ULEMCo is converting 20 Glasgow City Council vehicles to hydrogen duel fuel, its largest single deployment to date.
The company will convert a mixture of existing and new vehicles, including gritters, to hydrogen dual fuel before winter.
Based on the gritters’ normal duty cycles, around a third of the energy used is expected to come from hydrogen, resulting in the same proportion of emissions being saved.
Once converted, the vehicles can operate on diesel, hydrogen or a mixture of both.
The City Council is in the process of securing ‘green hydrogen’ for the fleet to refuel. It is also expected that other air quality emissions like NOx will be greatly reduced compared with the base vehicle.
“The environmental impact of large diesel powered utility vehicles is very high in city centres”, says Amanda Lyne, managing director of ULEMCo. “We are delighted to support Glasgow City Council in its ambition to become Britain’s first zero net carbon city, and help to ensure that its entire fleet of 2000 vehicles is carbon free by the end of the decade.”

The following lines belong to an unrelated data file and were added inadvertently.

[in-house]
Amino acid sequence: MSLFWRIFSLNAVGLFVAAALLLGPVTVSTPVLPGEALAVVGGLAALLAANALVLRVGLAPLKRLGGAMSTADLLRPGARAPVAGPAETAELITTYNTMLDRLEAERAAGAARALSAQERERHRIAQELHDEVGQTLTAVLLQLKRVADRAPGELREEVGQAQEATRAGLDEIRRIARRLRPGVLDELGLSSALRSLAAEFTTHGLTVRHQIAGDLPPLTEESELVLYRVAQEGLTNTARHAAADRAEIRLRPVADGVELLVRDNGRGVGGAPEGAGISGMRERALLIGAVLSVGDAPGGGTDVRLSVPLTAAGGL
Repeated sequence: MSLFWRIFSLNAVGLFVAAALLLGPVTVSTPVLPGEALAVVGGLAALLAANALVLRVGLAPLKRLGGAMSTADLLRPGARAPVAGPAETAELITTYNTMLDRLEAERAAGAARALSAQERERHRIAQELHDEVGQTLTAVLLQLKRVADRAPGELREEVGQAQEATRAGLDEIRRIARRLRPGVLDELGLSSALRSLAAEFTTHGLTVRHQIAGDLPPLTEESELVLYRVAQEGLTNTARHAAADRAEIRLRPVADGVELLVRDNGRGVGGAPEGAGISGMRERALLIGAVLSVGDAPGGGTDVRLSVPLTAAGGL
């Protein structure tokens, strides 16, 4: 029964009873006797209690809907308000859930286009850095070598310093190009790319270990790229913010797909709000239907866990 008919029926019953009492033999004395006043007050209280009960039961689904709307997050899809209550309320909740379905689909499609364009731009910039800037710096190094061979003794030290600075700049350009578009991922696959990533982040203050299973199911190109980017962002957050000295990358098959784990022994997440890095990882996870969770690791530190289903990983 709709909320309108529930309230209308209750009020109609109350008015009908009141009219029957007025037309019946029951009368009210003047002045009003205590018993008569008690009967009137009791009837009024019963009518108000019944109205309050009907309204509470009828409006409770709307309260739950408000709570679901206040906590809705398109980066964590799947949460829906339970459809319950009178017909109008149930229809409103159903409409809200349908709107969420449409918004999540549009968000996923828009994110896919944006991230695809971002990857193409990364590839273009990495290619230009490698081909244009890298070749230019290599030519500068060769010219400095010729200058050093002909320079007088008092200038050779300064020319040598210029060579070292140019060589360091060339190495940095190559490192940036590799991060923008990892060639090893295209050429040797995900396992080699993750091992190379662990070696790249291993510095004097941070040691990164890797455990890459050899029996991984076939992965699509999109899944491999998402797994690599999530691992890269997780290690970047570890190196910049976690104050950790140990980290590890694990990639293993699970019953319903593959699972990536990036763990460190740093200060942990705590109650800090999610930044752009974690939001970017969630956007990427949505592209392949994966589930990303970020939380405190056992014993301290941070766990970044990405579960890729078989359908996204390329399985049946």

A two-year trial to understand the feasibility of using hydrogen-powered trucks recently concluded that the current refuelling infrastructure is insufficient.
ULEMCo converted a fleet of vehicles to hydrogen dual-fuel as part of the Low Emission Freight and Logistics Trial (LEFT) project. The vehicles managed to utilise hydrogen fuel between 25% and 40% of the time.
Four refuse trucks, a road sweeper, a patient transport vehicle, four panel vans and a refrigerated van were converted to hydrogen dual fuel. They covered nearly 37,000 miles and used 1619kgs of hydrogen. It is estimated that the vehicles emitted 14 fewer tonnes of CO2 while running on hydrogen.
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